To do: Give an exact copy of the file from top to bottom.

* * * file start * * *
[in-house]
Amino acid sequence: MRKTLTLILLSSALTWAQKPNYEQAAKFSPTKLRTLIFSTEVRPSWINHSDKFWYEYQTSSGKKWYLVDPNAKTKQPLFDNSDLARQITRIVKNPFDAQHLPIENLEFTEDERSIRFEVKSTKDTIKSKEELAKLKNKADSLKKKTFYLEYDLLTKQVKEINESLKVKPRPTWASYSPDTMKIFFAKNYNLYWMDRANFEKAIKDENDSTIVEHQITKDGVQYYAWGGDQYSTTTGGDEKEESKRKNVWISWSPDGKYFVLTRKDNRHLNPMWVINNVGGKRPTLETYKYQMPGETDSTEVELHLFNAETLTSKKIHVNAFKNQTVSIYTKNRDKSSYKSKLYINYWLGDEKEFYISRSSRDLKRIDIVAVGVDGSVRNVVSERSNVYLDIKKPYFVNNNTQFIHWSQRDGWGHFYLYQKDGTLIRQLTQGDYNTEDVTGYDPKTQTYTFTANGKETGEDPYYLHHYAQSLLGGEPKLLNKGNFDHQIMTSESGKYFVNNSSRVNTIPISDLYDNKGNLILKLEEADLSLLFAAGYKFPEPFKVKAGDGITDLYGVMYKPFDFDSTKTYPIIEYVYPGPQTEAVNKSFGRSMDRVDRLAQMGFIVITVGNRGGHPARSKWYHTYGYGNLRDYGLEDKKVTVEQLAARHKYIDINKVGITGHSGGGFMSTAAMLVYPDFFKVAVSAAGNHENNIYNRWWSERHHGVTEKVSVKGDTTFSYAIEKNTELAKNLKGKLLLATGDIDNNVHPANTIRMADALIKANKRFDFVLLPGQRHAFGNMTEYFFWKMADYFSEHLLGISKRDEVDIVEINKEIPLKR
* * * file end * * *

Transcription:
[in-house]
Amino acid sequence: MRKTLTLILLSSALTWAQKPNYEQAAKFSPTKLRTLIFSTEVRPSWINHSDKFWYEYQTSSGKKWYLVDPNAKTKQPLFDNSDLARQITRIVKNPFDAQHLPIENLEFTEDERSIRFEVKSTKDTIKSKEELAKLKNKADSLKKKTFYLEYDLLTKQVKEINESLKVKPRPTWASYSPDTMKIFFAKNYNLYWMDRANFEKAIKDENDSTIVEHQITKDGVQYYAWGGDQYSTTTGGDEKEESKRKNVWISWSPDGKYFVLTRKDNRHLNPMWVINNVGGKRPTLETYKYQMPGETDSTEVELHLFNAETLTSKKIHVNAFKNQTVSIYTKNRDKSSYKSKLYINYWLGDEKEFYISRSSRDLKRIDIVAVGVDGSVRNVVSERSNVYLDIKKPYFVNNNTQFIHWSQRDGWGHFYLYQKDGTLIRQLTQGDYNTEDVTGYDPKTQTYTFTANGKETGEDPYYLHHYAQSLLGGEPKLLNKGNFDHQIMTSESGKYFVNNSSRVNTIPISDLYDNKGNLILKLEEADLSLLFAAGYKFPEPFKVKAGDGITDLYGVMYKPFDFDSTKTYPIIEYVYPGPQTEAVNKSFGRSMDRVDRLAQMGFIVITVGNRGGHPARSKWYHTYGYGNLRDYGLEDKKVTVEQLAARHKYIDINKVGITGHSGGGFMSTAAMLVYPDFFKVAVSAAGNHENNIYNRWWSERHHGVTEKVSVKGDTTFSYAIEKNTELAKNLKGKLLLATGDIDNNVHPANTIRMADALIKANKRFDFVLLPGQRHAFGNMTEYFFWKMADYFSEHLLGISKRDEVDIVEINKEIPLKR